SA eases more virus restrictions

SA Premier Steven Marshall says changes to density rules will be a huge relief to businesses.
SA Premier Steven Marshall says changes to density rules will be a huge relief to businesses.

South Australia will ease some of its remaining COVID-19 restrictions next week with changes to density rules and the size of gatherings coming in time for Easter.

From next Wednesday the one person to every two square metres requirement will change to three people to every four square metres.

Premier Steven Marshall says that will allow pubs, clubs, restaurants and other venues to cater for up to 75 per cent of their capacity.

He says that will be a huge relief to many businesses across the state.

SA will also lift the patron caps on venues such as churches, theatres and cinemas from 75 to 100 per cent, provided all people wear masks.

The changes apply to venues with fixed seating and with a limit of 1000 people.

Larger venues continue to need a specific COVID-safe plan.

Police Commissioner Grant Stevens said a further easing of restrictions would be considered as the rollout of the coronavirus vaccine continued.

"This is not an endpoint. This is simply another step along the journey and it's a very long journey," he said.

"It is a step by step process."

Mr Stevens said while Australia had essentially been coronavirus-free for some weeks now, the hotel quarantine system for returned travellers continued to pose a risk.

He said authorities were now better placed to manage the quarantine system.

"We are far more aware of the circumstances that are necessary or the changes that would have to occur quickly if we did have any community transmission that needed to be addressed," the commissioner said.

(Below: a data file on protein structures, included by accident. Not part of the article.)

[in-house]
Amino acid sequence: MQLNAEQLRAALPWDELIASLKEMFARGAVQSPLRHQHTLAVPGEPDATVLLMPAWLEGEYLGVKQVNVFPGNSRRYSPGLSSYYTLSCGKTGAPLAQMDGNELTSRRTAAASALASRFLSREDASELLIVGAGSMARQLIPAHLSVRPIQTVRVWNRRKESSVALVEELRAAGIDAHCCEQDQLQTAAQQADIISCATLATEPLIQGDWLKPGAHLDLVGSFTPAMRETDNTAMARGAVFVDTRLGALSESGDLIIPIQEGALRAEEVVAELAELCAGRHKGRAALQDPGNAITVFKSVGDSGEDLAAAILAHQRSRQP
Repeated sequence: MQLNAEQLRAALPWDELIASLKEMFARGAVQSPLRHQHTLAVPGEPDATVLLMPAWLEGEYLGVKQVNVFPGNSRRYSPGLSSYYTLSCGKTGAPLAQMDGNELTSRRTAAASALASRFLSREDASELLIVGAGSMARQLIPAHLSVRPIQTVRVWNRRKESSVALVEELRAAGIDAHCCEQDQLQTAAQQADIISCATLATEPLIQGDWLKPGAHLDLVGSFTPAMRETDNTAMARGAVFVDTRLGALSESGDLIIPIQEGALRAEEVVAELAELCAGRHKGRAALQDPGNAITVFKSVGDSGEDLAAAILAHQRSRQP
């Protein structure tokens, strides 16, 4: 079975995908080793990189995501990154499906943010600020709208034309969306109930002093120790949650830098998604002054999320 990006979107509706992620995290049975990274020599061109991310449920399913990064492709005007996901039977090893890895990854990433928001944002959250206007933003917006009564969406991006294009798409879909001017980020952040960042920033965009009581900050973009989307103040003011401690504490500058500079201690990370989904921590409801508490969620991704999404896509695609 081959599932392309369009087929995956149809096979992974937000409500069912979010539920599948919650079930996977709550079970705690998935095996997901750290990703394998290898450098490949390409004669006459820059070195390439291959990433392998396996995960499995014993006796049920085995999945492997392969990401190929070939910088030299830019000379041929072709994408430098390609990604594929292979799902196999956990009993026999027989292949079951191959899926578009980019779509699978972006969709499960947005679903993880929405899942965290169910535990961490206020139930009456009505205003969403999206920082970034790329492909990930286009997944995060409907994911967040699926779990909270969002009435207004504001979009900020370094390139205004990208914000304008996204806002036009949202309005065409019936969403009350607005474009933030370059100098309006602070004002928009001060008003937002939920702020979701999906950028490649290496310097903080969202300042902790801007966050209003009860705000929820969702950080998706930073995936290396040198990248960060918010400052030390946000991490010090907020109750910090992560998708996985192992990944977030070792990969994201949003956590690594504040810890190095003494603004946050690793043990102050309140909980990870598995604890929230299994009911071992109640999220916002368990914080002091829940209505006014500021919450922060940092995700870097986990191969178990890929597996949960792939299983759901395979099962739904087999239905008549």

"We're in a much better place than we were even six months ago.

"A lot has occurred over this last year to give us the confidence we can act quickly."

Mr Marshall said next week's changes balanced the health concerns with the economic and social implications.

But he said health officials still almost had a "right of veto" but the continued process of negotiation was serving South Australia well.

The premier said the state continued to work with universities and the federal government for the return of international students.

He said SA did not want to have a situation where students looked to study in other countries.

"Hopefully, we'll have some good news in the coming weeks," he said.

"We don't want a big part of our market looking at other options."

SA reported two new coronavirus cases on Wednesday, a man in his 40s and a child, who recently returned from overseas.

They are among 15 active cases currently in hotel quarantine.

Australian Associated Press